Opinion  Pickleball is the worst ~ The Washington Post


By Rick Reilly

May 8, 2023

I’m 65 now, which means that, according to federal law, I have to start playing pickleball.

But I don’t want to play pickleball. I hate pickleball.

I’m fine with AARPers all over America loving pickleball. Great. Play until your arch supports melt. But why do you have to constantly tell me about it? Why do you insist I start playing with you? I get it. You moved less than 18 inches in each direction for two hours, hit a greenish ball a lot and beat Ed and Nancy Finkler in three games. SportsCenter will be right over.

Look, I tried it. I didn’t like it. Not as fun as ping-pong. Not as elegant as tennis. Not as pretty as golf. It was a lot of people who hadn’t played a sport in 30 years suddenly thinking they’re athletes. “Man, three hours of pickleball today,” my buddy will say. “It was epic.”

Reality check: There is no “epic” in napping, crochet or pickleball. It’s a game in which two mostly very old people (like me) whack a plastic whiffle kind of ball at two other mostly old people (like me), who defend an area the size of a rug (like the one in my bathroom).

Besides, it’s not a sport. Any game that you can take up after breakfast and be pretty good at by lunch is not a sport. And it’s not great exercise. A Canadian study last fall found that an hour of pickleball gets you only half as many steps as just walking the hour.

“No, it’s like tennis!” PicklePushers will argue. No, it’s nothing like tennis. Riding an electric bike doesn’t make you Lance Armstrong, and playing pickleball doesn’t make you Roger Federer. I’ve watched Federer run the equivalent of three New York City blocks on a single point. You could play pickleball for a month and not run that far.

And yet, somehow picklers manage to get hurt. When I call my buddies to do stuff now, half the time they’re injured. So far, they’ve had a torn Achilles’, a ripped rotator cuff, a blown-out knee, a pickleball elbow and one black eye.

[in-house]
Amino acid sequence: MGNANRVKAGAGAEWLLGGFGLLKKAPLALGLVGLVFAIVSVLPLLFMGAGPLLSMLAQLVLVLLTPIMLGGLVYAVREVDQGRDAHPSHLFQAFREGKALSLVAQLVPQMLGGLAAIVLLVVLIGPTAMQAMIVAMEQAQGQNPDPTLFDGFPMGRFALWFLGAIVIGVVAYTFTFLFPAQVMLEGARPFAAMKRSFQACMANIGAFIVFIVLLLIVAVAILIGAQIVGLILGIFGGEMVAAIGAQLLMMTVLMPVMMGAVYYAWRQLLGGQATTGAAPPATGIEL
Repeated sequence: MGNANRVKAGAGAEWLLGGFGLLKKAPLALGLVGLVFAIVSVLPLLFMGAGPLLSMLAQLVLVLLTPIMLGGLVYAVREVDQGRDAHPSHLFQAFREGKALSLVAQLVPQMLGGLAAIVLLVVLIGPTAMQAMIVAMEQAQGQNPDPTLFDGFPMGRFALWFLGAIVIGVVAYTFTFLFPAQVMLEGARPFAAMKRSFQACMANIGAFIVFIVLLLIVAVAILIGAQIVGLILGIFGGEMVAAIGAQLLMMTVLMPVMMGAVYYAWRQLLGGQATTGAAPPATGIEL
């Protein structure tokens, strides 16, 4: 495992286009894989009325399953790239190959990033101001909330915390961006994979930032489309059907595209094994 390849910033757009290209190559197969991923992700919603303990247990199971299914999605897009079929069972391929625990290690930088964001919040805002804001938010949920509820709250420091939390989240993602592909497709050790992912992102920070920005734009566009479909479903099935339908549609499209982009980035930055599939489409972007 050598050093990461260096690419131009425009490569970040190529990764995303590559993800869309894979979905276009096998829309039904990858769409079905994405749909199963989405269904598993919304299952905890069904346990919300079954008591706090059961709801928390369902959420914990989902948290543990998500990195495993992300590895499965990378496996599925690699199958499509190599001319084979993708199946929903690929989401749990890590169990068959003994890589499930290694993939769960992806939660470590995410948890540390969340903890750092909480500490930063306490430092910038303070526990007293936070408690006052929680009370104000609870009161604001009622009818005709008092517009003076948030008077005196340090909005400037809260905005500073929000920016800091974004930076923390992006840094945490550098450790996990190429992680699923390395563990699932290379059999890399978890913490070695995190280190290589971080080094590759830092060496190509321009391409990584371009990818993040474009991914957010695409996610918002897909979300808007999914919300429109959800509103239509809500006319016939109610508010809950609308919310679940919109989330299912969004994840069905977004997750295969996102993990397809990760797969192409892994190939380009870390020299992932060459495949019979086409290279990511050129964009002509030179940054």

Remember, kids: Every time you see a new pickleball court open, an orthopedist gets a new boat.

Those new courts, by the way, are swallowing up actual tennis and basketball courts. Closing down a hoops court for pickleball is like closing down a boxing gym for Zumba.

This is what comes of something dreamed up by a rich Seattle Republican politician (Joel Pritchard), who invented it decades ago with a couple of friends for their bored families on stuffy Bainbridge Island when — I’m not kidding here — they couldn’t find a shuttlecock for badminton. The catamaran must have been in the shop.

“But wait,” the PicklePushers wail. “It’s America’s fastest-growingsport!”

So what? The Diphyllobothrium is a fast-growing tapeworm. Doesn’t mean I want it. Worse news: More and more young people have been infested. The Flabbiest Generation seems to be putting down TikTok and actually (gasp) going outside.

They’ll learn quickly that pickleball doesn’t just hurt the eyes, it also hurts the ears.

The wooden paddle whacking the hard plastic ball makes an eardrum-piercing pwock! And since the combatants stand about a yardstick apart, that’s a lot of pwock!sPwock! Pwock! Pwock! All day and, sometimes, even past the 4:30 dinner hour.

A guy in Falmouth, Mass., sold his house to get away from pickleball courts. A woman in Newport Beach, Calif., sued the city, saying that the ceaseless pwock!ing from nearby courts caused “severe mental suffering, frustration and anxiety.” A neighborhood group in Arlington, Va., this year organized to stop more pickleball courts being built near them because of “excessive continuous noise,” “public urination,” plus “tennis and basketball” had been “hijacked.” A noise study in Phoenixsaid 12-foot walls — at a cost of $140,000 — would need to go up around the courts and even that might not do it.

Which is so dumb. The pwock!s can be easily fixed. All people have to do is switch from the hard paddles to the quieter “Green Zone” paddles. But so far, not nearly enough have done it.

“We tell people they need to switch, but they don’t seem to hear us,” says Anita Hobbie, president of Pickleball Enthusiasts of the World (PEW). “I think it’s more of a hearing aid problem.”(Okay, there’s no such thing as PEW, or Ms. Hobbie, but I really think there should be.)

So, to sum up, go ahead and play all the pickleball you want, but can you please just shut up about it? That would be epic.

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